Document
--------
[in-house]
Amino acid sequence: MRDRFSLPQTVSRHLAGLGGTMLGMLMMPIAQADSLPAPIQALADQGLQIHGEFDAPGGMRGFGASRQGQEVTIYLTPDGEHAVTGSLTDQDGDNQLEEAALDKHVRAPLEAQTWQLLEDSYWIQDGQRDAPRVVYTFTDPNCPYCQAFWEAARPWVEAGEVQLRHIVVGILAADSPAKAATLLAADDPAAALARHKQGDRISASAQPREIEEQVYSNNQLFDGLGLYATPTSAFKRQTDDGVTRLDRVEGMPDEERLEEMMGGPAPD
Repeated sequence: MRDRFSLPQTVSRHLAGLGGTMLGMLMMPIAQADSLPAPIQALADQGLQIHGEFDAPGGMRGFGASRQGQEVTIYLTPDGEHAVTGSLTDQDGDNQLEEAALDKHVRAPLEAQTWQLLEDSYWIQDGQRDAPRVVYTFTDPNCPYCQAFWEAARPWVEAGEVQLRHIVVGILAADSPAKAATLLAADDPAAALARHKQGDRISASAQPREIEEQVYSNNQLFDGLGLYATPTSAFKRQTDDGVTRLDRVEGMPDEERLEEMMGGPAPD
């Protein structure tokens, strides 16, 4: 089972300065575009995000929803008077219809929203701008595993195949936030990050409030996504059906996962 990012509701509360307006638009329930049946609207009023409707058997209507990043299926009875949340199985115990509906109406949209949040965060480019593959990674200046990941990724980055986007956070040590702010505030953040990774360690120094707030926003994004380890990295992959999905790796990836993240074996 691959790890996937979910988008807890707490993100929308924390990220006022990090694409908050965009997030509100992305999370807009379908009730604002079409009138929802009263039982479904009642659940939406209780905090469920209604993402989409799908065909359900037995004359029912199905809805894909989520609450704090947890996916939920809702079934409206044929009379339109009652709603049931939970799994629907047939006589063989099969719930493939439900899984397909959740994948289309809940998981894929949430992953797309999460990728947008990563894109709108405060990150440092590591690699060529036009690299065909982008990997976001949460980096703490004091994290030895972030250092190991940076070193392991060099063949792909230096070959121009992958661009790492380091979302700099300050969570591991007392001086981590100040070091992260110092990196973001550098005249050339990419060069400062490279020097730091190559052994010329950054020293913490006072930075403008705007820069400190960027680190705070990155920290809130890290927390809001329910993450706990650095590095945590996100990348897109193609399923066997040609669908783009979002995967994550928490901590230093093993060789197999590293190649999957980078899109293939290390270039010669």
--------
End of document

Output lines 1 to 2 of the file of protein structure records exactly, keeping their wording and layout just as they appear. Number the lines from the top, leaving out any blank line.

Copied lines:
[in-house]
Amino acid sequence: MRDRFSLPQTVSRHLAGLGGTMLGMLMMPIAQADSLPAPIQALADQGLQIHGEFDAPGGMRGFGASRQGQEVTIYLTPDGEHAVTGSLTDQDGDNQLEEAALDKHVRAPLEAQTWQLLEDSYWIQDGQRDAPRVVYTFTDPNCPYCQAFWEAARPWVEAGEVQLRHIVVGILAADSPAKAATLLAADDPAAALARHKQGDRISASAQPREIEEQVYSNNQLFDGLGLYATPTSAFKRQTDDGVTRLDRVEGMPDEERLEEMMGGPAPD